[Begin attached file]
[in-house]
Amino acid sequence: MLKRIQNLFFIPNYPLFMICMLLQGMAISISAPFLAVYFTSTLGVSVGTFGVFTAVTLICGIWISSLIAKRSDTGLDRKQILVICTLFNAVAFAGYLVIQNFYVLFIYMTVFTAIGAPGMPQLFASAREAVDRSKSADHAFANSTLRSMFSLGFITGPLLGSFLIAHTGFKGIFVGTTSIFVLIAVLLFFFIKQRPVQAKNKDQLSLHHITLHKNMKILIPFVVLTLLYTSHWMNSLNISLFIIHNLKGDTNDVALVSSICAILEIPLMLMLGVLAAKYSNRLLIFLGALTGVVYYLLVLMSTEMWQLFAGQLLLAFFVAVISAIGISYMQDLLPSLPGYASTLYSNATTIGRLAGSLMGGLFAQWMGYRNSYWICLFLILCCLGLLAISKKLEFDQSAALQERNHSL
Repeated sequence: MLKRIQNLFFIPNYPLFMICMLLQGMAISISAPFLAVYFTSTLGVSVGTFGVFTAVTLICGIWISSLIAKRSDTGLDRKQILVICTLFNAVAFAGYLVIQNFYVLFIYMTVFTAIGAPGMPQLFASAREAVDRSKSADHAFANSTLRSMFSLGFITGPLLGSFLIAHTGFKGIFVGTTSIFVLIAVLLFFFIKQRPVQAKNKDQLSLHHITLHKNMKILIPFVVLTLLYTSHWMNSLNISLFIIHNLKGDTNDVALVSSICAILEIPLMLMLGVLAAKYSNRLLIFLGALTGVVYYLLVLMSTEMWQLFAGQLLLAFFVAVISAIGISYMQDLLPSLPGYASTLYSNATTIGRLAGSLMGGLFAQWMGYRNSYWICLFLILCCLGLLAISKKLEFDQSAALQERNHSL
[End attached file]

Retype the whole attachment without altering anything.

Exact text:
[in-house]
Amino acid sequence: MLKRIQNLFFIPNYPLFMICMLLQGMAISISAPFLAVYFTSTLGVSVGTFGVFTAVTLICGIWISSLIAKRSDTGLDRKQILVICTLFNAVAFAGYLVIQNFYVLFIYMTVFTAIGAPGMPQLFASAREAVDRSKSADHAFANSTLRSMFSLGFITGPLLGSFLIAHTGFKGIFVGTTSIFVLIAVLLFFFIKQRPVQAKNKDQLSLHHITLHKNMKILIPFVVLTLLYTSHWMNSLNISLFIIHNLKGDTNDVALVSSICAILEIPLMLMLGVLAAKYSNRLLIFLGALTGVVYYLLVLMSTEMWQLFAGQLLLAFFVAVISAIGISYMQDLLPSLPGYASTLYSNATTIGRLAGSLMGGLFAQWMGYRNSYWICLFLILCCLGLLAISKKLEFDQSAALQERNHSL
Repeated sequence: MLKRIQNLFFIPNYPLFMICMLLQGMAISISAPFLAVYFTSTLGVSVGTFGVFTAVTLICGIWISSLIAKRSDTGLDRKQILVICTLFNAVAFAGYLVIQNFYVLFIYMTVFTAIGAPGMPQLFASAREAVDRSKSADHAFANSTLRSMFSLGFITGPLLGSFLIAHTGFKGIFVGTTSIFVLIAVLLFFFIKQRPVQAKNKDQLSLHHITLHKNMKILIPFVVLTLLYTSHWMNSLNISLFIIHNLKGDTNDVALVSSICAILEIPLMLMLGVLAAKYSNRLLIFLGALTGVVYYLLVLMSTEMWQLFAGQLLLAFFVAVISAIGISYMQDLLPSLPGYASTLYSNATTIGRLAGSLMGGLFAQWMGYRNSYWICLFLILCCLGLLAISKKLEFDQSAALQERNHSL